What Matters: Oliver Jeffers on the Afterlife and the Joys of a Simple Meal

Posted inWhat Matters

Debbie Millman has an ongoing project at PRINT titled “What Matters.” This is an effort to understand the interior life of artists, designers, and creative thinkers. This facet of the project is a request of each invited respondent to answer ten identical questions and submit a nonprofessional photograph.

Oliver Jeffers is a visual artist and author working in painting, bookmaking, illustration, collage, performance, and sculpture. He is an NYTimes Bestselling author and illustrator of numerous books.

What is the thing you like doing most in the world?

Making something beautiful that enables other people to see the world, or themselves, more clearly.

What is the first memory you have of being creative?

When I was asked to leave my classroom at the age of nine to help make the set for the school play. It was the first time it occurred to me that there was power in art.

What is your biggest regret?

Not asking my mother more questions. It’s self-flagellation, I’m aware—how can you know what you won’t know and will want to know as a future self. But it was a lesson going forward. Ask people things about themselves and their lives, as you never know how they will reveal their story and what you might possibly learn from it.

How have you gotten over heartbreak?

Initially, by allowing yourself to understand that there’s nothing fundamentally wrong with you. But ultimately, by meeting someone else. Though you won’t meet “someone else” if you’re still in conflict with “what’s wrong with you” based on someone else’s expectations.

What makes you cry?

Any mildly sentimental movie + wine+ 30,000 ft. 

Or really any altruistic, personal story publicly, reluctantly, and humbly told. Or anything to do with mother/child stories. Those connections run deeper than we can articulate.

How long does the pride and joy of accomplishing something last for you?

Not long at all. A couple of moments. Then onto the next. I don’t rest on my coattails as there’s always work to do. I don’t look back much, as I’m not going that way. Or, put another way: a person with one eye on the past is wise. A person with two eyes on the past is blind.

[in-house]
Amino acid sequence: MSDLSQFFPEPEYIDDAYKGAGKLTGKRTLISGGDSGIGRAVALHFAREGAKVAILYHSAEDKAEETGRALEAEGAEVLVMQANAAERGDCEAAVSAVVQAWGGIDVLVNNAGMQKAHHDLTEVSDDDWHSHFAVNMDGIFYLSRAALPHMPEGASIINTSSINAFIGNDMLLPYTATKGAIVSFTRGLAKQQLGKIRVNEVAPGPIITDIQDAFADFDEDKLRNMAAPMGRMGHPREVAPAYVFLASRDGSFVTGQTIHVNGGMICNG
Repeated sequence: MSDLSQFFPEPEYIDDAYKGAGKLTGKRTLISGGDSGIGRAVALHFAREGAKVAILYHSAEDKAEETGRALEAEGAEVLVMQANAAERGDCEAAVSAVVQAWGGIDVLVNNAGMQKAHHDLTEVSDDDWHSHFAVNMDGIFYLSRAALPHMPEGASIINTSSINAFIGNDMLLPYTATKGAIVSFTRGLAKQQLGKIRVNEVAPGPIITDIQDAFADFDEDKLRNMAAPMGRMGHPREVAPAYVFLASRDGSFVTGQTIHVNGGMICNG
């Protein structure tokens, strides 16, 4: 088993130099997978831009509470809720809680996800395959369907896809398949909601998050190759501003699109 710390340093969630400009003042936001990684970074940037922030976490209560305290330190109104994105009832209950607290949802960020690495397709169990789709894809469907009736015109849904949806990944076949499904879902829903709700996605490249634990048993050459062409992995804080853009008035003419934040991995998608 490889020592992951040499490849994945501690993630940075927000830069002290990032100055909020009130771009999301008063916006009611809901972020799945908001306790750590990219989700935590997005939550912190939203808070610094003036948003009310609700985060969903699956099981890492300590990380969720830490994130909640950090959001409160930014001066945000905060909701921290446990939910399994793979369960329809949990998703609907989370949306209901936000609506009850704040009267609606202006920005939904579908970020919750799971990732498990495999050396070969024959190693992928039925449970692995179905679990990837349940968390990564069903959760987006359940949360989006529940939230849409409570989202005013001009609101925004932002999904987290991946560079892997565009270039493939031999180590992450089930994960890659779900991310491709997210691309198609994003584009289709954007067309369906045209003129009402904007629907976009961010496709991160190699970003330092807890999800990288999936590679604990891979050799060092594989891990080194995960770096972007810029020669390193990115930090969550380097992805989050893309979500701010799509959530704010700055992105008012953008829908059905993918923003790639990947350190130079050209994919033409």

Do you believe in an afterlife, and if so, what does that look like to you?

Oh boy. I may need another interview for this.

If I have to give a solid answer here, then I’ll say yes. But not in the way the classical sense of ghosts or heaven etc. I am a nihilist of sorts, where the awareness of impending oblivion is a huge motivator for me. When pondering what will become of “me” after I breathe my last, I once heard it said that it’ll be just like before you were born. Which I find comforting.

Though, there are strange things that I’ve recognized in my life that could fall into the realms of premonitions or inexplicable connections. The only mildly articulate thing I can say here and now is that I’m simultaneously aware that the basic component of science is that energy cannot be destroyed but merely transferred and that storytelling is perhaps the most powerful human creation of all. Trumping, I believe, even scientific reasoning. If science is the “how,” then stories are the “why.” We have more stories about afterlives than anything remotely scientifically factual. And that might be more important. We had more stories about the dots of light in the sky at night than any understanding of what they were for millennia. And in some ways, we are still governed more by those stories than the scientific understanding of the cosmos.

What do you hate most about yourself?

My inability to fall asleep or wake up quickly. So much wasted fucking time.

What do you love most about yourself?

My ability to wing it. With bells on. And mean it.

What is your absolute favorite meal?

Of all the phenomenal experiences I’ve had around the world of both fine dining and first-class street food, my first instinct with this question was not to speak of food but experience. And experience, when it comes down to it, is about context and company. If I can be as plain as to answer this: a simple meal, (preferably cooked by yourself over an open fire) served al fresco and with good wine, with friends, family, good stories, and lots of laughter, is the reward for a lot of working hard.